The term white collar crime is used in association with people who are considered to be from the upper levels of society. On the other side hand, "blue collar" is a term reserved for crimes historically believed to be committed by the lower classes. Blue collar crimes typically refer to issues like burglary, assault, or crimes dealing with drugs, property, sex, and so on. Even people who are members of the social or financial elite can commit blue collar crimes.

How do college students stay sober?

When students start their first year of college in Virginia, they may not consider how they will handle alcohol. Students may easily find themselves involved with alcohol, though, and it is important for them to understand how they can enjoy college life while remaining sober.

Students may find themselves using alcohol in college for a number of reasons. says that some people may turn to this substance when they feel overwhelmed by their coursework. Other students may drink because their friends and classmates do, and they may feel pressured to fit in. It is important for students to remember, though, that alcohol may sometimes cause more problems. People who drink might find themselves overusing this substance if it is their go-to stress reliever and some students may find themselves in trouble with the law if they are intoxicated when they drive home.

Refusing a breath test after a DUI arrest in Virginia is illegal

Getting pulled over by law enforcement is typically a frightening experience. This is particularly true if you have recently had a drink. You may believe that you are not impaired while still feeling nervous about the outcome of the interaction with police. Many times, a traffic stop will result in a roadside sobriety test, followed by a request for the driver to perform a chemical breath test.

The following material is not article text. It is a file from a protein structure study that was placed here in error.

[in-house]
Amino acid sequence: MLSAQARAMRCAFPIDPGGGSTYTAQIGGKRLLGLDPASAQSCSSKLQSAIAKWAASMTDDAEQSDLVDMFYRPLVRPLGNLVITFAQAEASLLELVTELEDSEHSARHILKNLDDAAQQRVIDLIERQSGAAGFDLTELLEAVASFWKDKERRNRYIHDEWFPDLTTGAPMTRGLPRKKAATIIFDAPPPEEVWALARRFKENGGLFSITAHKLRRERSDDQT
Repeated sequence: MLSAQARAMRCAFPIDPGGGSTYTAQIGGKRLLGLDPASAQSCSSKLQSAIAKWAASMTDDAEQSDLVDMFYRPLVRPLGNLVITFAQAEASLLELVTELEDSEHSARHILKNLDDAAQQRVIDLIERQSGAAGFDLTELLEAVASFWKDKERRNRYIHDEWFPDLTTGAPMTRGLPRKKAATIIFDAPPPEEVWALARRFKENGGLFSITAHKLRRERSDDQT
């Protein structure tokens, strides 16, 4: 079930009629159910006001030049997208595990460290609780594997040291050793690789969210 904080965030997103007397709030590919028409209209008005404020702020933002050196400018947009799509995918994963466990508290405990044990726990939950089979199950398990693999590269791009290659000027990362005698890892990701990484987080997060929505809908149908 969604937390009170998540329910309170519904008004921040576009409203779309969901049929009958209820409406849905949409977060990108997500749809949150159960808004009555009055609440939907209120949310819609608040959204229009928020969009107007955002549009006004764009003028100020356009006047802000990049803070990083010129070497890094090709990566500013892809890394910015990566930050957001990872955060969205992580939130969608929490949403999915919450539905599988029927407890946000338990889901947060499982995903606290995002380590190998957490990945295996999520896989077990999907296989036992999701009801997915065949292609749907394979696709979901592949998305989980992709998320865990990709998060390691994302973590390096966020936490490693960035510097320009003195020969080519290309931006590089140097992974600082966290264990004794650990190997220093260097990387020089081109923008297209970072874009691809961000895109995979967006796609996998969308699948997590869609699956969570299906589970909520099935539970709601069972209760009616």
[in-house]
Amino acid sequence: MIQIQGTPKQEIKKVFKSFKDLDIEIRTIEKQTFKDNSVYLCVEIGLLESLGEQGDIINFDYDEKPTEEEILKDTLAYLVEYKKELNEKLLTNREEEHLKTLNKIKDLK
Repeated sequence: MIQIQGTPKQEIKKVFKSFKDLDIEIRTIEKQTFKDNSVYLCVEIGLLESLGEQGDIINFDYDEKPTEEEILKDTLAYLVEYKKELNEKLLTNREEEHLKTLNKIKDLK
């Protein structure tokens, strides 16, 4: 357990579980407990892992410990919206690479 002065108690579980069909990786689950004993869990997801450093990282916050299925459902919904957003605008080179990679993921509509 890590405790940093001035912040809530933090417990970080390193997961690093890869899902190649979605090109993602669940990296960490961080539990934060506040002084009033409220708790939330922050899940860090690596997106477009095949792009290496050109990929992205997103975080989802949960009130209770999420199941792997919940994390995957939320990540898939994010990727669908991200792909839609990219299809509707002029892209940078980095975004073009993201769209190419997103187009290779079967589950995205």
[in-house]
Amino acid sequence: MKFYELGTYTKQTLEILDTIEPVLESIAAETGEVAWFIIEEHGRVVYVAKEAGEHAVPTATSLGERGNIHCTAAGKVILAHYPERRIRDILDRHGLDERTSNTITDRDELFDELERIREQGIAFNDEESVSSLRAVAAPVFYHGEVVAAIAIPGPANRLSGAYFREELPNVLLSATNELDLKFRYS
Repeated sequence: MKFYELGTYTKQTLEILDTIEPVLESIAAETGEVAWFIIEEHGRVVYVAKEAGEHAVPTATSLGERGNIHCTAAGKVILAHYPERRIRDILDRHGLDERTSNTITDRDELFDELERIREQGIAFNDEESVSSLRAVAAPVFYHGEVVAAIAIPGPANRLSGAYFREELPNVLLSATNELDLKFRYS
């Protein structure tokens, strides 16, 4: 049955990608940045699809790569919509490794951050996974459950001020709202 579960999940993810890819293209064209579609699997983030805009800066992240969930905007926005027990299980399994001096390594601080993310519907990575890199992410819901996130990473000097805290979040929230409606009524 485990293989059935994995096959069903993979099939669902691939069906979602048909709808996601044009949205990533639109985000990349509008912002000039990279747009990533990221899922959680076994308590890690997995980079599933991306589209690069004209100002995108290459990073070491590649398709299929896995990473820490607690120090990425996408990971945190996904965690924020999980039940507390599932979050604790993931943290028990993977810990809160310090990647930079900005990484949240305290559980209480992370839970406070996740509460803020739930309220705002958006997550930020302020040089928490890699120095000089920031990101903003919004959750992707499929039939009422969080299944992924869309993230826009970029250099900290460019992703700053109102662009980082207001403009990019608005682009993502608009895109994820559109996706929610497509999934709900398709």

You may think that refusing the test is in your best interest. After all, if law enforcement can't collect chemical information, they will have less evidence against you when building a criminal case. However, refusing a chemical test requested for probable cause is against the law in Virginia. More importantly, it can impact your ability to defend against a potential driving under the influence (DUI) charge.

A recap on the risks associated with alcohol for college students

At the law office of Mark B. Arthur, PC, we are looking forward to the start of another school year as much as proud parents and excited students are. The beginning of college is an important milestone for college students in Virginia and across the country. As a parent, you want your child to have a memorable first year, but you also want him or her to stay safe throughout the year.

You may remember alcohol playing a significant role in your college days, which might make you apprehensive for your child. As you know, many college students drink at parties and sporting events, as well as at bars with their newfound friends. While drinking responsibly can be a fun part of the college experience, the National Council on Alcoholism and Drug Dependence points out that many college kids abuse alcohol by binge-drinking or becoming dependent upon it. Misusing alcohol can result in numerous legal and safety issues. Each year, about 599,000 college students between the ages of 18 and 24 are injured in alcohol-related accidents, particularly drunk driving. Students may also be at risk of physical or sexual assault and property damage charges related to alcohol consumption.

The basics of a stalking charge

When a Virginia resident is romantically interested in another person, he or she may be willing to do anything to get the other person's attention. Sometimes people may go too, far, however, and find themselves facing a stalking charge instead of going on a date.

Stalking can take many forms. FindLaw says that a person is stalking someone else if he or she is continually threatening or harassing someone. Relentlessly following someone can also be an element of this crime, and the person who is being stalked may fear for his or her safety. Some people may associate stalking with domestic violence. Sometimes this crime does involve a domestic partner, such as an ex-spouse or an ex-boyfriend or girlfriend. However, sometimes people may stalk a complete stranger if they have a romantic interest in this person. 

When You Are Ready To Fight This Criminal Charge, We Are Here For You. Call 434-846-7111 For Your Free Initial Consultation.